Monday, October 30, 2006

A City Mourns

As representative of the 13th district, I have had the privilege of working with some of the most extraordinary individuals in the country. From sanitation experts to public safety officers, the strength of Los Angeles can be found in the individuals that have devoted their lives to making the city a sparkling example of social justice, economic prowess, and community development.

It was with great sadness that I attended the funeral of LAPD Officer Landon Dorris, a member of the Northeast Division who was killed in the line of duty when conducting a routine traffic investigation. A three-year veteran of the department, Officer Dorris achieved his dream of joining the LAPD after having served for 6 years in the California Highway Patrol. Father of three-year-old Landon, Jr. and one-year-old Brandon, Officer Dorris embodied the very best qualities of a father and a police officer. His presence will be missed in our community and in our hearts.

Officer Dorris was not the only loss sustained by the City family. Angela Bowden, a long-time researcher for the Strategic Concepts in Organizing and Policy Education (SCOPE) organization, also left us too soon, passing away at the young age of 30. After dropping out of high school, she returned to Cal State Northridge, where she earned a degree in Deaf Studies/Linguistics, and then went on to earn a Masters in Economics from Cal State L.A. She worked tirelessly to connect low-income communities of color to information to develop effective, proactive workforce and economic development initiatives. My office worked very closely with her to develop a tiered health care workforce system that helped residents of the city move up the ladder in the health care industry. Angela's life was an inspiration, and her legacy will challenge us to work for economic justice in this city and the world over.

The work and commitment of Officer Dorris and Angela have forever changed the face of the city. Our thoughts and prayers are with both families.

Ad Hoc Homelessness Meeting in Venice

Providing housing for the thousands of individuals that will go to bed tonight without a roof over their heads is one of the most serious issues facing the city today. I joined my colleagues Jan Perry and Bill Rosendahl in Venice for the Ad Hoc Homelessness Committee meeting, where we discussed recent developments in Los Angeles' efforts to address homelessness and hear comments from concerned residents and homelessness advocates alike.

Much of the debate in Los Angeles has centered on enforcement strategies used by the city to abate encampment activity in certain areas. While enforcement is an important part of the solution to homelessness issues, relying solely on the work of the LAPD is the equivalent of trying to sit on a one-legged stool. As we work towards addressing the root causes of homelessness and finding a decent shelter where homeless individuals and families have the opportunity to permanently get off the streets, we must be equally committed to the other two legs of the stool: services and outreach. We must reach out to those who are homeless to make them award of the possibilities that are available to them other than sleeping on the street and we need to invest in specially trained counselors to do that work. The final leg is the provision of services: shelter, health, and, in some cases, rehabilitative and educational programs are needed to find a permanent solution for those without housing.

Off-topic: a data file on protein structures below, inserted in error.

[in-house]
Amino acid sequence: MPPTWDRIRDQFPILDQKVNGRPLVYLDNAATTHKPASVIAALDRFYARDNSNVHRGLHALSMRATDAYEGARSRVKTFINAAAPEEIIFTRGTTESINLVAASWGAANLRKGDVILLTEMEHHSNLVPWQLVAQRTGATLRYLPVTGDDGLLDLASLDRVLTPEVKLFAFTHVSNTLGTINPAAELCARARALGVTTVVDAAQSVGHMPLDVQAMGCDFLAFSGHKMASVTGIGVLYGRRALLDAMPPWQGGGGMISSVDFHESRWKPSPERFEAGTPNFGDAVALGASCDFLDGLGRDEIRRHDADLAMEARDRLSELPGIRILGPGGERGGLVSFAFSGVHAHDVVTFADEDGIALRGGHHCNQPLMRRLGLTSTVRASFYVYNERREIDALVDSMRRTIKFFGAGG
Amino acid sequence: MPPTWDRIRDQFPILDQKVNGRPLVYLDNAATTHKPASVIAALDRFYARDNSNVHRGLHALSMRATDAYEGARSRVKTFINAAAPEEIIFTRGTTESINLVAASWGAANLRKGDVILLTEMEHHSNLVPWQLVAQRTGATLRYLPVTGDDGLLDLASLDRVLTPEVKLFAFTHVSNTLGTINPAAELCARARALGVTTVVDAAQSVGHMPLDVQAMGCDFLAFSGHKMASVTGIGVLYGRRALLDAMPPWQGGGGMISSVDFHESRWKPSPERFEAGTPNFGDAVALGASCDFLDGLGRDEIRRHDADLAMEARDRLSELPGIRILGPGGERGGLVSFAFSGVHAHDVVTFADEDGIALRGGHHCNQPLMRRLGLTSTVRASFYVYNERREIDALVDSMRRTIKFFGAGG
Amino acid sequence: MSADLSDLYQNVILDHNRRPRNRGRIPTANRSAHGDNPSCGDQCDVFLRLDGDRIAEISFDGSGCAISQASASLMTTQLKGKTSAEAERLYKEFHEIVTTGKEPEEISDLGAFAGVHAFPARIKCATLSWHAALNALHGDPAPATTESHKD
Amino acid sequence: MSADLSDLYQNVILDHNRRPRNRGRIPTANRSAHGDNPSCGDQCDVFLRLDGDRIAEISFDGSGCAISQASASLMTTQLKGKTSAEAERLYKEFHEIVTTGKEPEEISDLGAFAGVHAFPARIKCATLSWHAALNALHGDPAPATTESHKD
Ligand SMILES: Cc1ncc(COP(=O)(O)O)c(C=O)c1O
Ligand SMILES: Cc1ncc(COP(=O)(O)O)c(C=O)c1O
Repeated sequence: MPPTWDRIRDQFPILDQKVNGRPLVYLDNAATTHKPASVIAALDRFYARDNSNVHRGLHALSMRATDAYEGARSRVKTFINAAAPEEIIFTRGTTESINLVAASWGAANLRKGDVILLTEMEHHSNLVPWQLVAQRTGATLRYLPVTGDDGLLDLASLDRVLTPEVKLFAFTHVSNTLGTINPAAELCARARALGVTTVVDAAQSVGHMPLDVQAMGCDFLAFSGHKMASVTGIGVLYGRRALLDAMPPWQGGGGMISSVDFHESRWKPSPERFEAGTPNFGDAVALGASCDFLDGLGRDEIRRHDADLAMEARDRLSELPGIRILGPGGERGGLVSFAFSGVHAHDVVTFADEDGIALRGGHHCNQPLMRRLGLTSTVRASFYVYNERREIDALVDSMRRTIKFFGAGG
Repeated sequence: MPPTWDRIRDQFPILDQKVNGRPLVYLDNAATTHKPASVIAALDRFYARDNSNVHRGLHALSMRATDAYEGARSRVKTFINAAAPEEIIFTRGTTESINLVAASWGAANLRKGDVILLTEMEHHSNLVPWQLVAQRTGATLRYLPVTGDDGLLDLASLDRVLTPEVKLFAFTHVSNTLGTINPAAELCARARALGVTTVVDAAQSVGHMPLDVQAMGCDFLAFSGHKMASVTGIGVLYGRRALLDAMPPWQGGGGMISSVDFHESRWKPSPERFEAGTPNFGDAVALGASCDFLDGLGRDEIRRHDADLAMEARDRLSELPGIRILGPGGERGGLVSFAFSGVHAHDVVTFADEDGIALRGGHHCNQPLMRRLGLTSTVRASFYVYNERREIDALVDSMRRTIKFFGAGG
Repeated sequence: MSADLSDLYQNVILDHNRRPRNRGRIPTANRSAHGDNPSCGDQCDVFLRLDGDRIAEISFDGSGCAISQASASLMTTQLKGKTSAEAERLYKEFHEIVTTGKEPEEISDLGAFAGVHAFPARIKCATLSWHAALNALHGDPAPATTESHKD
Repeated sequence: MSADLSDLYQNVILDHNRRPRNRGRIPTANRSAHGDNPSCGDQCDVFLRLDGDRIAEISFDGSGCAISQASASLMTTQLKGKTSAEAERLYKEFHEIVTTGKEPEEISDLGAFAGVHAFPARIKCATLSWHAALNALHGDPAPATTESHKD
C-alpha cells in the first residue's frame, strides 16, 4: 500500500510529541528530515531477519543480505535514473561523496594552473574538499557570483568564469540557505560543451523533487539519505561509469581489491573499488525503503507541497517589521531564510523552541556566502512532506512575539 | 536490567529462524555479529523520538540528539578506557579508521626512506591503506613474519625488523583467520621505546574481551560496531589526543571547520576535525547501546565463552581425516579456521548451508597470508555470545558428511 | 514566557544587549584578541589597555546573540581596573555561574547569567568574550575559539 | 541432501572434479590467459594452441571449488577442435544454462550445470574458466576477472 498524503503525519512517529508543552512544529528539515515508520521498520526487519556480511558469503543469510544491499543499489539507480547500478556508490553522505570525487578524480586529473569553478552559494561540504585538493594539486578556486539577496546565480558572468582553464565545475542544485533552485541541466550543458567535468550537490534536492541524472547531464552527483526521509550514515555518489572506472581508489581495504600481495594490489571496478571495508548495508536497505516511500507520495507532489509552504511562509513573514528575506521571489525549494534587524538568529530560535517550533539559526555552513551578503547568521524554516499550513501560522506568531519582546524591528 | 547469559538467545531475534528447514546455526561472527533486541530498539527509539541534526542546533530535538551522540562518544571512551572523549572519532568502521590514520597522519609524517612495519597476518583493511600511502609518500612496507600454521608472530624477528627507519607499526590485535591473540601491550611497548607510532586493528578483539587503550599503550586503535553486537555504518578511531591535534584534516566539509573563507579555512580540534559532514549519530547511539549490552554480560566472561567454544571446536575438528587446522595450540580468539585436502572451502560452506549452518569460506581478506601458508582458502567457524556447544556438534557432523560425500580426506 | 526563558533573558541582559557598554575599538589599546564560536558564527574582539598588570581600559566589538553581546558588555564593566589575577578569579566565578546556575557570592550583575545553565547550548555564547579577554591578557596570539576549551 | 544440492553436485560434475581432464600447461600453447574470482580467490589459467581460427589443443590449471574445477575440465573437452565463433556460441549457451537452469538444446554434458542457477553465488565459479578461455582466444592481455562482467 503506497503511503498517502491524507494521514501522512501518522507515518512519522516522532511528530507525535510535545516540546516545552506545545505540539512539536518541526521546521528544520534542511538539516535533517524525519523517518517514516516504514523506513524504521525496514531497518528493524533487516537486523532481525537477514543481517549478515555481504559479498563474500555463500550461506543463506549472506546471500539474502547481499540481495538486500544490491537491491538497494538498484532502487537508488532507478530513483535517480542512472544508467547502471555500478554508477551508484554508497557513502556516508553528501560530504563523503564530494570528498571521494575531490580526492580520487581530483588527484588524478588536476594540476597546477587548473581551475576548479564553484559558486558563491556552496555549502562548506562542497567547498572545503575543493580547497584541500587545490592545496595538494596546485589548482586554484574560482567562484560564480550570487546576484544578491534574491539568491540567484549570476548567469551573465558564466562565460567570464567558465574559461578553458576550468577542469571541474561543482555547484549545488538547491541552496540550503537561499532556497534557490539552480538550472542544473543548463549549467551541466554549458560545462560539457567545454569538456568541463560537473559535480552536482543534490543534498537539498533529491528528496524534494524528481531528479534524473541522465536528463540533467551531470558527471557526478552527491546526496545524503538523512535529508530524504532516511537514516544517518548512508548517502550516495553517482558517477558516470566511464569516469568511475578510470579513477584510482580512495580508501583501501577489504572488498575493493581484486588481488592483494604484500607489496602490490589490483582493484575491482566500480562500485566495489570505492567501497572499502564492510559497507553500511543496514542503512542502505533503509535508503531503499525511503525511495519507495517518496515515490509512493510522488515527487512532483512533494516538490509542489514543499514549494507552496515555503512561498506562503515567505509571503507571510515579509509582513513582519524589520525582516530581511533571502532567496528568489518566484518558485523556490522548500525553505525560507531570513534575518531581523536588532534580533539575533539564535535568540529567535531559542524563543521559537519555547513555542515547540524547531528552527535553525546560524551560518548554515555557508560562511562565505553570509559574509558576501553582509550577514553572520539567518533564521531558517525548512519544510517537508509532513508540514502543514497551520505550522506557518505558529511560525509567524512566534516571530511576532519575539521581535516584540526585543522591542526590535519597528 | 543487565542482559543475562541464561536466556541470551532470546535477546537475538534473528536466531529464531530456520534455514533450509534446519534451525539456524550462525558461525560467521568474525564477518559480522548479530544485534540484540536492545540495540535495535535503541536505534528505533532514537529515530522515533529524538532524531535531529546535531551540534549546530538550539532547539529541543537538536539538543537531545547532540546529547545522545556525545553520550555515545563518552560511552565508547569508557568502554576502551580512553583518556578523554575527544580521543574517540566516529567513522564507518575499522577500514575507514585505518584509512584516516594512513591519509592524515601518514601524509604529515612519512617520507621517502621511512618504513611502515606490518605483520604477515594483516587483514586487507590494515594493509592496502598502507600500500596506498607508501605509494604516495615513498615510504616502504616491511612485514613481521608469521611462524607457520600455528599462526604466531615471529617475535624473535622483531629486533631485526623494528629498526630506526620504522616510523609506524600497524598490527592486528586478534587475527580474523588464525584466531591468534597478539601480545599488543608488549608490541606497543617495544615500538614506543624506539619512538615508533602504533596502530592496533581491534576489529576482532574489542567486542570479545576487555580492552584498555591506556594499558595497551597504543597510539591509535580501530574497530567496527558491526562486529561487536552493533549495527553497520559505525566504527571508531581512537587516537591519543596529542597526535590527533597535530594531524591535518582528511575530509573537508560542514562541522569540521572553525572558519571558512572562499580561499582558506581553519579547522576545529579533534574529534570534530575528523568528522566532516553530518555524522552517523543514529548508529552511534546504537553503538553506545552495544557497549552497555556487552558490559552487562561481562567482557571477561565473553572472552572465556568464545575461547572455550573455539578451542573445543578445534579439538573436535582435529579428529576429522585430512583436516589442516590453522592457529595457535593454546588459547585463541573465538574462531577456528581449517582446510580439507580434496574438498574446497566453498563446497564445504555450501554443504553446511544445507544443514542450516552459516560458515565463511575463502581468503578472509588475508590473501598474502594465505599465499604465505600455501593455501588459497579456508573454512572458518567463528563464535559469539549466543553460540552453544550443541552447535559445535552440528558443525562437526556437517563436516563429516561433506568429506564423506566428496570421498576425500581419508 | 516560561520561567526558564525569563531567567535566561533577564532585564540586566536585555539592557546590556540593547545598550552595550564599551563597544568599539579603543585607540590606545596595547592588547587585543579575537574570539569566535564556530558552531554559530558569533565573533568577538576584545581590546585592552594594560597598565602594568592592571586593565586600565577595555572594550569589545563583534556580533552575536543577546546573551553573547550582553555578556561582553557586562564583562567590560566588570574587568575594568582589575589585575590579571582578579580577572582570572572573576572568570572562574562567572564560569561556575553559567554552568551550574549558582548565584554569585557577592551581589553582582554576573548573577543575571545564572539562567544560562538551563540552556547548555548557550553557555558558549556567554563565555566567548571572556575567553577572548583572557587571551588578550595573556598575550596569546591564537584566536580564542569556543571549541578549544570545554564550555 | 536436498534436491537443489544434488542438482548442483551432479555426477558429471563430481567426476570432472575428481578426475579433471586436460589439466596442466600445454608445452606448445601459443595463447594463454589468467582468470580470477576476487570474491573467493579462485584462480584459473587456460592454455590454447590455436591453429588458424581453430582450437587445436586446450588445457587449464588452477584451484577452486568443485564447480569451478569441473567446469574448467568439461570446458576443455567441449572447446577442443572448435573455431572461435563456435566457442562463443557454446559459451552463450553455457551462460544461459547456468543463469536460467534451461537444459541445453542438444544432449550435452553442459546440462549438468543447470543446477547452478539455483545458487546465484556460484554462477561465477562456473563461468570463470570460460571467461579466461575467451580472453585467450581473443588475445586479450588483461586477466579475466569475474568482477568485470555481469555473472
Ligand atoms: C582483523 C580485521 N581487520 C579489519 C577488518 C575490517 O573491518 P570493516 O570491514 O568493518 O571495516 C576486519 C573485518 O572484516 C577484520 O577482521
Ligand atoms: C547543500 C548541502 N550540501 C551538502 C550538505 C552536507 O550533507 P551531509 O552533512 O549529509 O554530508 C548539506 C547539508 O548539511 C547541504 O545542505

In consideration of this broader approach, Councilmember Perry and I are seeking funds to open 500 additional shelter beds for homeless individuals in the city, 200 of which will be winter beds to provide extra relief during the harsher months. These beds may only be the first step towards solving the city's homelessness issue but they are needed while we develop permanent supportive housing options.

Thursday, October 26, 2006

Enterprise Celebrates its 200,000th Affordable Home at Gateways

Gateways Housing, which was recently honored by the Southern California Association of Non-Profit Housing as project of the year, is home to the 200,000th unit in the United States that has been constructed from the investments of Enterprise Community Investment. Since 1982, Enterprise has invested $7 billion towards affordable housing initiatives with the goal of finding a house for every person in the country. Their investment and energy have been essential components of many of Los Angeles' affordable housing programs. The 200,000th unit is the 29th at Gateways, and will be occupied by Patricia Van Lieu, a formerly homeless individual. The example that Enterprise and Gateways provide for the city and the world inspires hope and makes us believe that one day, every person in this nation will have a roof over their head.